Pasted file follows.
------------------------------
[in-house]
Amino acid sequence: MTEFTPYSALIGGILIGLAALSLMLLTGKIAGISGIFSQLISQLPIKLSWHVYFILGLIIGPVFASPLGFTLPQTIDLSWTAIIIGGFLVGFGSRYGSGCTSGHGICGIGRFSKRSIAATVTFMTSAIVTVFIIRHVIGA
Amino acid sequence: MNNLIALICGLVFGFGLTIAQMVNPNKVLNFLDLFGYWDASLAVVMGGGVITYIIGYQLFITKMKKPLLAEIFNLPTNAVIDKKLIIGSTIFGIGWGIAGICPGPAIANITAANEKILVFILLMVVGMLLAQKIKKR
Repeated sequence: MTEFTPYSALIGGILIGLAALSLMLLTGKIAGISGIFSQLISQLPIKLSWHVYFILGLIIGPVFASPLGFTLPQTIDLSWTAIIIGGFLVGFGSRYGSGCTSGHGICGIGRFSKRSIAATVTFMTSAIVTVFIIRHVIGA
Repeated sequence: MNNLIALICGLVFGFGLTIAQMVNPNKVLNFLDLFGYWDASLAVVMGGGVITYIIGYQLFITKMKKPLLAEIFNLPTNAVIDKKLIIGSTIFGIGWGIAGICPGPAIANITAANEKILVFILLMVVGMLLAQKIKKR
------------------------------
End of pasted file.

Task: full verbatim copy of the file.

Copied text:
[in-house]
Amino acid sequence: MTEFTPYSALIGGILIGLAALSLMLLTGKIAGISGIFSQLISQLPIKLSWHVYFILGLIIGPVFASPLGFTLPQTIDLSWTAIIIGGFLVGFGSRYGSGCTSGHGICGIGRFSKRSIAATVTFMTSAIVTVFIIRHVIGA
Amino acid sequence: MNNLIALICGLVFGFGLTIAQMVNPNKVLNFLDLFGYWDASLAVVMGGGVITYIIGYQLFITKMKKPLLAEIFNLPTNAVIDKKLIIGSTIFGIGWGIAGICPGPAIANITAANEKILVFILLMVVGMLLAQKIKKR
Repeated sequence: MTEFTPYSALIGGILIGLAALSLMLLTGKIAGISGIFSQLISQLPIKLSWHVYFILGLIIGPVFASPLGFTLPQTIDLSWTAIIIGGFLVGFGSRYGSGCTSGHGICGIGRFSKRSIAATVTFMTSAIVTVFIIRHVIGA
Repeated sequence: MNNLIALICGLVFGFGLTIAQMVNPNKVLNFLDLFGYWDASLAVVMGGGVITYIIGYQLFITKMKKPLLAEIFNLPTNAVIDKKLIIGSTIFGIGWGIAGICPGPAIANITAANEKILVFILLMVVGMLLAQKIKKR